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Former Blackwater Guards Re-indicted for 2007 Iraq Shooting

Last week, the Justice Department brought new charges against four former Blackwater guards involved in a firefight in Baghdad that resulted in the deaths of 14 Iraqis and the wounding of 18 others. The incident occurred on September 16, 2007, while the guards were escorting a State Department motorcade.

In December 2008, charges of voluntary manslaughter and other crimes were brought against five former Blackwater Worldwide guards—Paul Slough, Nicholas Slatten, Evan Liberty, Dustin Heard, and Donald Ball. A sixth guard, Jeremy Ridgeway, pleaded guilty and agreed to cooperate with the government. A year later, the court dismissed the charges against the remaining five due to prosecutorial misconduct, a decision that was overturned on appeal. Last week, a federal grand jury re-indicted Slough, Slatten, Liberty, and Heard. The government dropped charges against Ball last month.

The guards claim they came under fire from armed insurgents and acted in self-defense. The government alleges the shooting was an unprovoked attack on defenseless civilians.

“These defendants abused their power through a relentless attack on unarmed civilians that recklessly exceeded any possible justification,” U.S. Attorney Ronald Machen, Jr., told the media in regard to the new indictments.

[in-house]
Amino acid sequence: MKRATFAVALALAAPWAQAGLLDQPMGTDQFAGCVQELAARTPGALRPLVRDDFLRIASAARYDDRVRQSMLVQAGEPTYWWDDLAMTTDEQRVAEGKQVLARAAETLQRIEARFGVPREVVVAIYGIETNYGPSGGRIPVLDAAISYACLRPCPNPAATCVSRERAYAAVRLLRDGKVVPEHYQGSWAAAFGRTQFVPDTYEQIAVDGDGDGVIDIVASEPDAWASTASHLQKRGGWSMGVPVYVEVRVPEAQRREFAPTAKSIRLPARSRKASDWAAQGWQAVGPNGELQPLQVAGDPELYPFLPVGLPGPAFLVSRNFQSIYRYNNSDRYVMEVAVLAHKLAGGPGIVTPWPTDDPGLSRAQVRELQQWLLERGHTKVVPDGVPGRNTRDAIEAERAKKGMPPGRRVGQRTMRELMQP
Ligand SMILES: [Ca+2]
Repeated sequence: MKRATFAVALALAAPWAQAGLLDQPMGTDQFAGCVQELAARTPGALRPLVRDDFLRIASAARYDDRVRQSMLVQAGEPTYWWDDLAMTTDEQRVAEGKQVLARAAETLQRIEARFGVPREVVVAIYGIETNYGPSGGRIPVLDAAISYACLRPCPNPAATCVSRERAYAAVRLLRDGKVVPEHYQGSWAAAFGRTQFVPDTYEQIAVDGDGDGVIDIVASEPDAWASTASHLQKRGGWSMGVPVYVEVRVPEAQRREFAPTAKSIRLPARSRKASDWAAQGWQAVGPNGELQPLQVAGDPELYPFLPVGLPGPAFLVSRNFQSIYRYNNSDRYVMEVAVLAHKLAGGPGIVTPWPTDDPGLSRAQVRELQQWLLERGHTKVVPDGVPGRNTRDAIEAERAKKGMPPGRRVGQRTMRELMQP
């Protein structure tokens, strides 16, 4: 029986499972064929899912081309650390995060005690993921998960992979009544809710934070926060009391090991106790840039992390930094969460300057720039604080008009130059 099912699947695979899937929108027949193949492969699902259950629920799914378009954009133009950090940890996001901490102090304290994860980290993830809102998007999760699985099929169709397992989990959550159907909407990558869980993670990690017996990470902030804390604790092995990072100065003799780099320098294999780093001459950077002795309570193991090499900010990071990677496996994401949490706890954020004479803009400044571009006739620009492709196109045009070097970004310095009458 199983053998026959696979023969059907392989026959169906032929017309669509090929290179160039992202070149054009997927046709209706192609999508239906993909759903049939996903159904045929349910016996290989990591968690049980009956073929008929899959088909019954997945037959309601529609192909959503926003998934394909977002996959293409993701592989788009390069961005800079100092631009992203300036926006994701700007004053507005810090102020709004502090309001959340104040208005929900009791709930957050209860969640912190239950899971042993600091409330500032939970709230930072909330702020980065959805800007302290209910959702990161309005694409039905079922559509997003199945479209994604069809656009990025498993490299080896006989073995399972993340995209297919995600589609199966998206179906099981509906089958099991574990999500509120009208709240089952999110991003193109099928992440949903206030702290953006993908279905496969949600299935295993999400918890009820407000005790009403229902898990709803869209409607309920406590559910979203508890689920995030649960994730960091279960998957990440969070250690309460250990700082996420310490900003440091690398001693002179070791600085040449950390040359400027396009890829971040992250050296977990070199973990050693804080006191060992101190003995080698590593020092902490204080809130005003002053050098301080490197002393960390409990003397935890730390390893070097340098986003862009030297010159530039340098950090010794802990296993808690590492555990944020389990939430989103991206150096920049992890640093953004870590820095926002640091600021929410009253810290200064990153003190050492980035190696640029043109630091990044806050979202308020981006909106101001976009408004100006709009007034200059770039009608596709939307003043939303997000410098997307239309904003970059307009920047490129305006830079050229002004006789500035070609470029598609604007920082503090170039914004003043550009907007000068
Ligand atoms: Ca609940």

The last time employees of Blackwater—now called Academi—were called to account for using lethal force occurred in 2011, when former guards Justin Cannon and Christopher Drotleff were convicted and sent to prison for a May 2009 shooting in Afghanistan that left two Afghans dead and one wounded.

The September 2007 Baghdad shooting brought Blackwater to international notoriety. Since then, the company has been trying to move forward through corporate name changes, disengaging from its controversial founder and former CEO Erik Prince, and filling its executive ranks with such VIPs as former Attorney General John Ashcroft and former White House counsel Jack Quinn.

Aside from a deferred prosecution agreement and $7.5 million fine last year resolving a weapons export investigation, Academi has largely managed to stay out of trouble in recent years. Last week’s re-indictments, however, show that Academi has not yet escaped its past.

By: Neil Gordon
Investigator, POGO

Neil Gordon, Investigator Neil Gordon is an investigator for the Project On Government Oversight. Neil investigates and maintains POGO's Federal Contractor Misconduct Database.

Topics: Contract Oversight

Related Content: Private Security Contractors, Contractor Accountability, Federal Contractor Misconduct

Authors: Neil Gordon

Submitted by silver at: October 26, 2013
It is about time that this was done. we have to get rid of these mercenaries who will soon outnumber our own armed forces.
Submitted by dane at: October 21, 2013
gross misconduct...what happens when you outsource. take note GOP bootlickers of corporate industrial owners who wish to have the U.S. dismantled and sold off to private industry.

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